My spirit doctor (I am a working medium) told me the other night to look up abdominal migraines and yes, these are regular ‘visitors’ to my life. They last until I empty my stomach completely, then I feel totally normal again but unable to eat. I keep a glass of water with me all the time, at home and at work and am constantly drinking, which stops me dehydrating when a violent vomiting session hits, which it does, without warning.
This is a wonderful forum, it’s hard to know where to start, so many people giving so much comfort and encouragement to others, I would wish the world generally was this good a place.
Hi. I decided to switch forums as my migraines are getting a bit noisier. And I’m in my 60’s. And the next available neurologist appointment isn’t for 3 months.
I posted this a long time ago somewhere on the site. But I am interested if others have this symptom or if it has a particular name. It is like having a migraine but the primary pain seems to be an excruciating nerve pain, intermittently stabbing in some other part of the body. It had one recently where it was in my thigh – and I’ve had that location before. Sometimes in or under an arm. It seems that the stabbing pain stays in the same location for that particular attack. It can go on for hours, rarely days, and then the rest of the migraine symptoms set in, sometimes with headache that isn’t extreme.
I sometimes have a similar symptom in my head but usually that seems localized to the area of the trigeminal nerve. That makes sense to me. But a migraine in my thigh? I’m curious about the mechanism that sets off this pain. Does anyone know anything about this?
Thank you for updating us. I’ve not heard of having a migraine attack, pain you describe, in the leg, but who knows? I don’t mean to be flippant, but with migraine disease, it seems anything is possible.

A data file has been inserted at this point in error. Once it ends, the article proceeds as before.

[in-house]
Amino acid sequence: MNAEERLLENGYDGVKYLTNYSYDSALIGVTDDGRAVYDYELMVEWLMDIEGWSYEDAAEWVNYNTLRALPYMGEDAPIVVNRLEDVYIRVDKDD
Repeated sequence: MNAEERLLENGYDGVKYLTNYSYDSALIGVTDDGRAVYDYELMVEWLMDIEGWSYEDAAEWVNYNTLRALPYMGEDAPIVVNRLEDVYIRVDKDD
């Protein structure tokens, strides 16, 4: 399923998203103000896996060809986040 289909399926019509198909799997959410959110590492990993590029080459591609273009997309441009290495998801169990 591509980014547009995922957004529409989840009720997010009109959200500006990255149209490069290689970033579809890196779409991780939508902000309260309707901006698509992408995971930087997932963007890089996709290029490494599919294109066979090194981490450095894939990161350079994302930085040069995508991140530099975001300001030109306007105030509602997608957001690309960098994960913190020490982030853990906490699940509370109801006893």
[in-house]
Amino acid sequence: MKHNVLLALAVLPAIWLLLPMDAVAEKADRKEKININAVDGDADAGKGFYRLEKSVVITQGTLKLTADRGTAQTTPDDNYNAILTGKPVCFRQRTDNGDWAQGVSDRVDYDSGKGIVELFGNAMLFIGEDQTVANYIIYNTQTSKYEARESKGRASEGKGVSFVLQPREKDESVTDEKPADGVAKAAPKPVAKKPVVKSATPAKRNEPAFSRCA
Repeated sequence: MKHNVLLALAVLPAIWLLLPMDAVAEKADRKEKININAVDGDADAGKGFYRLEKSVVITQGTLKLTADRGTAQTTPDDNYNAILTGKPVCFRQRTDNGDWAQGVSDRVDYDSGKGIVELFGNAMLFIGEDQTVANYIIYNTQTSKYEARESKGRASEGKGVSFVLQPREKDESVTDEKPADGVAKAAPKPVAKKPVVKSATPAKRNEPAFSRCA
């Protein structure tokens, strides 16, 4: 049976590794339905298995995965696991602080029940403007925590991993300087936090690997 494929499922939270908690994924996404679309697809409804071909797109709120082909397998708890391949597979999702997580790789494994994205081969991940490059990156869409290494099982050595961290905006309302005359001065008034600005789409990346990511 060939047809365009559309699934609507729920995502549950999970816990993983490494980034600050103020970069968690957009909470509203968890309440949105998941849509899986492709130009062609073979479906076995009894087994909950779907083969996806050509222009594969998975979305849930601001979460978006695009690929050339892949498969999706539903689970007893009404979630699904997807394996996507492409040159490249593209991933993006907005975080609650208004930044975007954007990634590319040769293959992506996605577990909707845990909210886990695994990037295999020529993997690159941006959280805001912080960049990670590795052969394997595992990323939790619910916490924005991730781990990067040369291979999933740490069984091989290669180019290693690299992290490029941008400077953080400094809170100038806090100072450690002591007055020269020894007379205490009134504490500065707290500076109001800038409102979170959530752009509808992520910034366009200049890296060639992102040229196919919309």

Hopefully others will be along shortly to share their experiences with you.
In the meantime you can start a list for your doctor, including symptoms and patterns these attacks have.
Wishing you a low pain day,
Nancy Harris Bonk, Patient Advocate/Moderator
Great question! There is a type of headache called primary stabbing headache commonly known as ice pick headache. Some people have described this pain as being like an ice pick through the head. If you’d like to read more about this here is some information; https://migraine.com/living-migraine/ice-pick-headaches/.
If you have new and/or different headache/migraine attack symptoms or patterns it’s always a good idea to let the doctor know so he/she can make sure everything checks out.
Welcome to the Migraine.com discussion forum – we’re glad you’re here!
I wanted to let you know you’re not alone, living with migraine disease can be restricting in some aspects for sure. It’s difficult to live a “normal” life when we’re in constant fear of getting another migraine attack. I try to live every day the best I can, with or without a migraine attack! And some days are easier than others!!
A little update. I finally got to see a neurologist. I have seen many over the years and had given up on preventives about 3 years ago. Either I couldn’t tolerate them or they didn’t work. Every doctor I’ve seen up till now has ruled out beta blockers because my blood pressure tends to run low (e.g. 90/50 but sometimes higher). Anyway, this new neurologist suggest trying propanolol, beginning with 80 mg/day. I decided to give it a go since I was sick with migraine almost daily. This is only my second week but I feel so much better! Nothing I would call a migraine, perhaps an occasional hint of one that goes away. I realize this may not be the end of the story – I’ve read enough to know the migraines might come back. But I just wanted to share some good news for a change in the event that it may help someone else. 🙂